So when Team A is going to run the system tests, they use these ‘release-candidate’ versions of all the other teams’ services, together with the development versions of their own. If the tests pass, then these development versions of team A’s services get promoted to ’release candidate’ status, and the other teams start using them in their system tests.
Crucially, if team A introduces a change in one of their services that break their system tests, it should only stop team A from deploying their service. All the other teams keep running with the ‘release candidate’ version.
Of course it can still happen that a release candidate version of Team A’s services can break the tests owned by Team B, and block them, but we think it should happen a lot less often. Team A’s services have at least been shown to pass some system tests. It also ought to be pretty straightforward for Team B to go back to using the previous release candidate version, and get their tests passing again. In the meantime, Team A can improve their tests to catch this problem discovered by Team B.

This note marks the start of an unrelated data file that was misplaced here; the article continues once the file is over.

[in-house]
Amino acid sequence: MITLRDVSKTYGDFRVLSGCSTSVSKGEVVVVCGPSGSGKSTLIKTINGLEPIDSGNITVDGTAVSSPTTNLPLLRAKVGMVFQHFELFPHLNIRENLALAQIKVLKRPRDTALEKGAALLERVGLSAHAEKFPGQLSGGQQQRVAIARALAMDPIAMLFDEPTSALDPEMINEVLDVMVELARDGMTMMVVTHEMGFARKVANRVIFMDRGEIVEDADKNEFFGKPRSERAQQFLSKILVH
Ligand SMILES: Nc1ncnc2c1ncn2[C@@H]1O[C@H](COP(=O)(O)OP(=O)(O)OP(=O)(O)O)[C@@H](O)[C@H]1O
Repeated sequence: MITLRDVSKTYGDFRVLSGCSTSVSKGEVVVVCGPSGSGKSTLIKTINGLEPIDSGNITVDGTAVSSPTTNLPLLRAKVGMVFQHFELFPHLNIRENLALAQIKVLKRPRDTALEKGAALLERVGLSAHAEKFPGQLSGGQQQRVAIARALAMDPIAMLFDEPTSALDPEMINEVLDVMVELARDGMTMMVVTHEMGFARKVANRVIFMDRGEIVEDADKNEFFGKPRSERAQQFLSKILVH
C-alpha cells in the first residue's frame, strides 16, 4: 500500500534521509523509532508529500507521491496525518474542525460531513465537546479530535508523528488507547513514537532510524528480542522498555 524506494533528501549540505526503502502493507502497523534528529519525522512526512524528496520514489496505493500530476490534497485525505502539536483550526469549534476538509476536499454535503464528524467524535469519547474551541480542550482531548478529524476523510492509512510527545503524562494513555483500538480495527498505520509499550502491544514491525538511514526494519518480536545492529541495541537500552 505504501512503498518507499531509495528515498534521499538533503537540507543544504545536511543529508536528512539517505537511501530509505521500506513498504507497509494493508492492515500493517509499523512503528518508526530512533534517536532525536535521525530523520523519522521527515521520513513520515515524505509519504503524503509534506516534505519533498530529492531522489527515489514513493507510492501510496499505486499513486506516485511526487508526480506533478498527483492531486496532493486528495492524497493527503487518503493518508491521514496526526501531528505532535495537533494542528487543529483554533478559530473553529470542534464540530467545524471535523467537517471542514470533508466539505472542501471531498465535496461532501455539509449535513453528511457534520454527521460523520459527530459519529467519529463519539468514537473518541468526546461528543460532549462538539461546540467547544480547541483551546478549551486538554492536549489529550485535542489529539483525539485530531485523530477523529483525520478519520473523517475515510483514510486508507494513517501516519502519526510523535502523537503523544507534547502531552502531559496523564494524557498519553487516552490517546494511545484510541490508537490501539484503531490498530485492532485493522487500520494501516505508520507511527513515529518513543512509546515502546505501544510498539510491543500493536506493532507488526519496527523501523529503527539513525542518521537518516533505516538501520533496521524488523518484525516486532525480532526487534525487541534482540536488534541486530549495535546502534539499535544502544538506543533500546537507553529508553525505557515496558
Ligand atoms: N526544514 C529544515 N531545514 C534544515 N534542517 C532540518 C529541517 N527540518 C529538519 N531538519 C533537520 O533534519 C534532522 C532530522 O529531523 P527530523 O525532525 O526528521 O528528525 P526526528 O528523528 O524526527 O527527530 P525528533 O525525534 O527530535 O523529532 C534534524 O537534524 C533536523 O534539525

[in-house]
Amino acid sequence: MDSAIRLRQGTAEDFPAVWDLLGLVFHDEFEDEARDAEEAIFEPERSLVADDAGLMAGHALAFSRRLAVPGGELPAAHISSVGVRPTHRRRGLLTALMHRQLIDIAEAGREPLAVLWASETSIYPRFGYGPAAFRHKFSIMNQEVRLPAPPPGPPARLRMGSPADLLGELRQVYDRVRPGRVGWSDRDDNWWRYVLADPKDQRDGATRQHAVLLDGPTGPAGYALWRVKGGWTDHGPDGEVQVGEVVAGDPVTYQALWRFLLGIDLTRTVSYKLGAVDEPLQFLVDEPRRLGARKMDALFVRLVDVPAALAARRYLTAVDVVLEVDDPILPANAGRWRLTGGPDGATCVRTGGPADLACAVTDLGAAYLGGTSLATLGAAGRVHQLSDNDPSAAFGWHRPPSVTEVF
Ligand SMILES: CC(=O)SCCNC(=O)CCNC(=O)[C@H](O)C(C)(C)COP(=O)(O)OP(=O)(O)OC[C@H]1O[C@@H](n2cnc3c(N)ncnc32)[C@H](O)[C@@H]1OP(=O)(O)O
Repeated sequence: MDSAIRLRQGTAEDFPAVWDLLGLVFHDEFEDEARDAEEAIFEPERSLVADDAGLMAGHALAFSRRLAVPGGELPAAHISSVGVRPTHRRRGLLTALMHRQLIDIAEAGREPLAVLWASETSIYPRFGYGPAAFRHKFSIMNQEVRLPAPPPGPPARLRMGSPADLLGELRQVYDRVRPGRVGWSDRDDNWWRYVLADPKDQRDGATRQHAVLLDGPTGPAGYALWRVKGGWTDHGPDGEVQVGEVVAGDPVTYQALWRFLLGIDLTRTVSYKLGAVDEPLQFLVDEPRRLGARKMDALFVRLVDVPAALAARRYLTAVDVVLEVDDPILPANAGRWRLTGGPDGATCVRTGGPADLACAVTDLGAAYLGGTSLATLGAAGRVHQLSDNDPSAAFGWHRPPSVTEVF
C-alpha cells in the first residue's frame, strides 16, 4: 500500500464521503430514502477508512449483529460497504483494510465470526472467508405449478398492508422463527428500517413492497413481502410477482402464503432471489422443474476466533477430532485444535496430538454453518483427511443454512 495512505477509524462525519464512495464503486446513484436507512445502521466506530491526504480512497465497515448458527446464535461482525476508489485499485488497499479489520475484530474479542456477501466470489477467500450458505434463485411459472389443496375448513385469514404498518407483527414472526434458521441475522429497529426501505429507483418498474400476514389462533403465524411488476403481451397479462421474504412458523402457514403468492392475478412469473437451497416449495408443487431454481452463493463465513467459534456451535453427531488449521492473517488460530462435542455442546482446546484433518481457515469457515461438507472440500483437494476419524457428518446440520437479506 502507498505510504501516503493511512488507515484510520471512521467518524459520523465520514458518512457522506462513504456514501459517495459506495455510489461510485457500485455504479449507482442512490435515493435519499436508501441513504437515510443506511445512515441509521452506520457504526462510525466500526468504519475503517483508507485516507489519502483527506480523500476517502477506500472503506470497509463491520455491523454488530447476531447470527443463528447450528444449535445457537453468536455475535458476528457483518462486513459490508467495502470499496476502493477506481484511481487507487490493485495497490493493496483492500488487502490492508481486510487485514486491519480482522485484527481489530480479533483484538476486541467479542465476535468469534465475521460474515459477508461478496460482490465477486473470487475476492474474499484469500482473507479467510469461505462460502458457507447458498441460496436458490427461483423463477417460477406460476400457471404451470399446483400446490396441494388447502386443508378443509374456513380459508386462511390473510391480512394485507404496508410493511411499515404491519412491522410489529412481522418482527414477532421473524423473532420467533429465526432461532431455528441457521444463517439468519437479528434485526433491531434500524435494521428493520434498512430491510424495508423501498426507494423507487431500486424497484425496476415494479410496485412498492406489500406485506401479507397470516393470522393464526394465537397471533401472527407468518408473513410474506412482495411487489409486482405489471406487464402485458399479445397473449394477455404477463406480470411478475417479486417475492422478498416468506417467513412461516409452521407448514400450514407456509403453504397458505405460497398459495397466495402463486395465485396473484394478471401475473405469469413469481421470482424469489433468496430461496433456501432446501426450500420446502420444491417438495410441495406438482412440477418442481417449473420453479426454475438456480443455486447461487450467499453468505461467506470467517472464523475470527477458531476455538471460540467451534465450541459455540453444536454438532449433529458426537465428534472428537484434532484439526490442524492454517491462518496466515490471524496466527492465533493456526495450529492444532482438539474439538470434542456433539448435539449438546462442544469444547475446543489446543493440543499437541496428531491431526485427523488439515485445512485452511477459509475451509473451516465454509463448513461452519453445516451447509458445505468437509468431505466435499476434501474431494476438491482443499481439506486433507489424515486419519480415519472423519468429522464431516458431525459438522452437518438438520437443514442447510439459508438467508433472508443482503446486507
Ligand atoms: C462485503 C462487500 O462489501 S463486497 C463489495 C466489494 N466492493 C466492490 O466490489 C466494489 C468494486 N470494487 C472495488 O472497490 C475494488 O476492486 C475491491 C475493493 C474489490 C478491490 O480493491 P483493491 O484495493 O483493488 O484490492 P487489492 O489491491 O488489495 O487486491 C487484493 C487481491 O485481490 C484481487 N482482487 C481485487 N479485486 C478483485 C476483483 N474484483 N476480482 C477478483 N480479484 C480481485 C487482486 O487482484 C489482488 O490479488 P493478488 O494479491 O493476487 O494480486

Generally, it’s all about understanding that we live in a microservices architecture now, and microservices need to be compatible with both older and newer versions of the other services.
This move to decentralized system tests has been implemented quite recently, and I’m sure there are going to be further tweaks and improvements to this pipeline structure. As I mentioned before, the definition of ‘release candidate’ may be changed to ‘version in production’. We may also find it useful to run all the system tests again before release, against staging. Alternatively we may discover we find no new bugs that way, and it’s not worth it. In any case I’m confident the change I’ve just described is a useful one. What we have now is much more in tune with our microservices architecture and our feature-team organization.